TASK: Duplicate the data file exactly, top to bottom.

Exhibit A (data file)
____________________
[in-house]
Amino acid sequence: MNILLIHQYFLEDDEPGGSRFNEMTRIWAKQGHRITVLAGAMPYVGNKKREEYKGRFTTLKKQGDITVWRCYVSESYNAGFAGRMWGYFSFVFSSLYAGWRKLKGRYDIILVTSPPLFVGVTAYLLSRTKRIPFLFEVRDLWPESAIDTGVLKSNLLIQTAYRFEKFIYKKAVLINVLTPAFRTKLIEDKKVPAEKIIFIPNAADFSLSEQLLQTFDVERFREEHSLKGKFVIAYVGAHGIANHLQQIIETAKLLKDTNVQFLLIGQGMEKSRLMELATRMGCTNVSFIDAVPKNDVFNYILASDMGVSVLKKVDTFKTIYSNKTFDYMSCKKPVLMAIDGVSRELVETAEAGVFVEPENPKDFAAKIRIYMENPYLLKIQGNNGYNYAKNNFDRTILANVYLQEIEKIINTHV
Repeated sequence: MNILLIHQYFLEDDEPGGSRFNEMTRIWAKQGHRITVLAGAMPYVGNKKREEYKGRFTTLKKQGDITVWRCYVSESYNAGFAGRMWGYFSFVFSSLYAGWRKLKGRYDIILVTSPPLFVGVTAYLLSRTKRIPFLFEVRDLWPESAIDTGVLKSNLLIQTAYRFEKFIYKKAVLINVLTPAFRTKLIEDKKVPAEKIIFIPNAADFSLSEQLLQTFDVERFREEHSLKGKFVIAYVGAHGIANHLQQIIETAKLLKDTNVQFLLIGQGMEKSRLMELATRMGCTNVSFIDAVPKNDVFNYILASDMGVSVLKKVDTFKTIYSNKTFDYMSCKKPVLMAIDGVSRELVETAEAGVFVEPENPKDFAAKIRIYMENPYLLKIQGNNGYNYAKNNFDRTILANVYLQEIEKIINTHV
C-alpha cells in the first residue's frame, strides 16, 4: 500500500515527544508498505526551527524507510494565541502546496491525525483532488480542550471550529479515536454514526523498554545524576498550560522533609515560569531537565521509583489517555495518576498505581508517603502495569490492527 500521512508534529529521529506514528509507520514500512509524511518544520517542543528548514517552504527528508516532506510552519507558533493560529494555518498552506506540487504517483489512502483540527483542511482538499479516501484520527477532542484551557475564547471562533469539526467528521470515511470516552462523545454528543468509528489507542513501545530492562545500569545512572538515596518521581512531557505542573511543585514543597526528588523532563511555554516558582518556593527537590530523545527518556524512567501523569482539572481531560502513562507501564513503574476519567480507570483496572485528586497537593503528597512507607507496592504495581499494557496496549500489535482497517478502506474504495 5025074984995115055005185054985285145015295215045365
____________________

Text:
[in-house]
Amino acid sequence: MNILLIHQYFLEDDEPGGSRFNEMTRIWAKQGHRITVLAGAMPYVGNKKREEYKGRFTTLKKQGDITVWRCYVSESYNAGFAGRMWGYFSFVFSSLYAGWRKLKGRYDIILVTSPPLFVGVTAYLLSRTKRIPFLFEVRDLWPESAIDTGVLKSNLLIQTAYRFEKFIYKKAVLINVLTPAFRTKLIEDKKVPAEKIIFIPNAADFSLSEQLLQTFDVERFREEHSLKGKFVIAYVGAHGIANHLQQIIETAKLLKDTNVQFLLIGQGMEKSRLMELATRMGCTNVSFIDAVPKNDVFNYILASDMGVSVLKKVDTFKTIYSNKTFDYMSCKKPVLMAIDGVSRELVETAEAGVFVEPENPKDFAAKIRIYMENPYLLKIQGNNGYNYAKNNFDRTILANVYLQEIEKIINTHV
Repeated sequence: MNILLIHQYFLEDDEPGGSRFNEMTRIWAKQGHRITVLAGAMPYVGNKKREEYKGRFTTLKKQGDITVWRCYVSESYNAGFAGRMWGYFSFVFSSLYAGWRKLKGRYDIILVTSPPLFVGVTAYLLSRTKRIPFLFEVRDLWPESAIDTGVLKSNLLIQTAYRFEKFIYKKAVLINVLTPAFRTKLIEDKKVPAEKIIFIPNAADFSLSEQLLQTFDVERFREEHSLKGKFVIAYVGAHGIANHLQQIIETAKLLKDTNVQFLLIGQGMEKSRLMELATRMGCTNVSFIDAVPKNDVFNYILASDMGVSVLKKVDTFKTIYSNKTFDYMSCKKPVLMAIDGVSRELVETAEAGVFVEPENPKDFAAKIRIYMENPYLLKIQGNNGYNYAKNNFDRTILANVYLQEIEKIINTHV
C-alpha cells in the first residue's frame, strides 16, 4: 500500500515527544508498505526551527524507510494565541502546496491525525483532488480542550471550529479515536454514526523498554545524576498550560522533609515560569531537565521509583489517555495518576498505581508517603502495569490492527 500521512508534529529521529506514528509507520514500512509524511518544520517542543528548514517552504527528508516532506510552519507558533493560529494555518498552506506540487504517483489512502483540527483542511482538499479516501484520527477532542484551557475564547471562533469539526467528521470515511470516552462523545454528543468509528489507542513501545530492562545500569545512572538515596518521581512531557505542573511543585514543597526528588523532563511555554516558582518556593527537590530523545527518556524512567501523569482539572481531560502513562507501564513503574476519567480507570483496572485528586497537593503528597512507607507496592504495581499494557496496549500489535482497517478502506474504495 5025074984995115055005185054985285145015295215045365